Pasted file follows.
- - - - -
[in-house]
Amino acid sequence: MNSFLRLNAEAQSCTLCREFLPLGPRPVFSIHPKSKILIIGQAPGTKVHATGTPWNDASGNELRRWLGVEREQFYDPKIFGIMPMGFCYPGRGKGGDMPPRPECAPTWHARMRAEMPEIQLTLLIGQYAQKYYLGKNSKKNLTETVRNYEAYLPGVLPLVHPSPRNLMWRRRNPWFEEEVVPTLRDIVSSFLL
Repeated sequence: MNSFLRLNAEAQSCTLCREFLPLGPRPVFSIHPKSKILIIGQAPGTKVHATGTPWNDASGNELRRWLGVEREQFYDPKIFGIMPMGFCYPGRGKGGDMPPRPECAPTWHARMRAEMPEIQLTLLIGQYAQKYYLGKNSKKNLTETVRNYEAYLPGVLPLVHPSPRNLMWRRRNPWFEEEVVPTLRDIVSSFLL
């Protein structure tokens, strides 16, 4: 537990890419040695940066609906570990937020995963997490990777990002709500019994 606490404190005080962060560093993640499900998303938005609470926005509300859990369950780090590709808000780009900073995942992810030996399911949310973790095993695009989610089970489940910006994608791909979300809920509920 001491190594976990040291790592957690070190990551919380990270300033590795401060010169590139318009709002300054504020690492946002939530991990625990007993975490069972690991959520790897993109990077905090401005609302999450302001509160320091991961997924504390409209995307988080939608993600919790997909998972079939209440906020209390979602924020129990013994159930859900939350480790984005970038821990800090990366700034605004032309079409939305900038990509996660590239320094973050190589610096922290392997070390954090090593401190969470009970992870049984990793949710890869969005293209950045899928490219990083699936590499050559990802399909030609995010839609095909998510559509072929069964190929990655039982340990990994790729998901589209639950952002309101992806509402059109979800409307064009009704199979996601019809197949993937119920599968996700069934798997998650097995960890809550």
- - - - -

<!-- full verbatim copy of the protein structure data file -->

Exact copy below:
[in-house]
Amino acid sequence: MNSFLRLNAEAQSCTLCREFLPLGPRPVFSIHPKSKILIIGQAPGTKVHATGTPWNDASGNELRRWLGVEREQFYDPKIFGIMPMGFCYPGRGKGGDMPPRPECAPTWHARMRAEMPEIQLTLLIGQYAQKYYLGKNSKKNLTETVRNYEAYLPGVLPLVHPSPRNLMWRRRNPWFEEEVVPTLRDIVSSFLL
Repeated sequence: MNSFLRLNAEAQSCTLCREFLPLGPRPVFSIHPKSKILIIGQAPGTKVHATGTPWNDASGNELRRWLGVEREQFYDPKIFGIMPMGFCYPGRGKGGDMPPRPECAPTWHARMRAEMPEIQLTLLIGQYAQKYYLGKNSKKNLTETVRNYEAYLPGVLPLVHPSPRNLMWRRRNPWFEEEVVPTLRDIVSSFLL
């Protein structure tokens, strides 16, 4: 537990890419040695940066609906570990937020995963997490990777990002709500019994 606490404190005080962060560093993640499900998303938005609470926005509300859990369950780090590709808000780009900073995942992810030996399911949310973790095993695009989610089970489940910006994608791909979300809920509920 001491190594976990040291790592957690070190990551919380990270300033590795401060010169590139318009709002300054504020690492946002939530991990625990007993975490069972690991959520790897993109990077905090401005609302999450302001509160320091991961997924504390409209995307988080939608993600919790997909998972079939209440906020209390979602924020129990013994159930859900939350480790984005970038821990800090990366700034605004032309079409939305900038990509996660590239320094973050190589610096922290392997070390954090090593401190969470009970992870049984990793949710890869969005293209950045899928490219990083699936590499050559990802399909030609995010839609095909998510559509072929069964190929990655039982340990990994790729998901589209639950952002309101992806509402059109979800409307064009009704199979996601019809197949993937119920599968996700069934798997998650097995960890809550």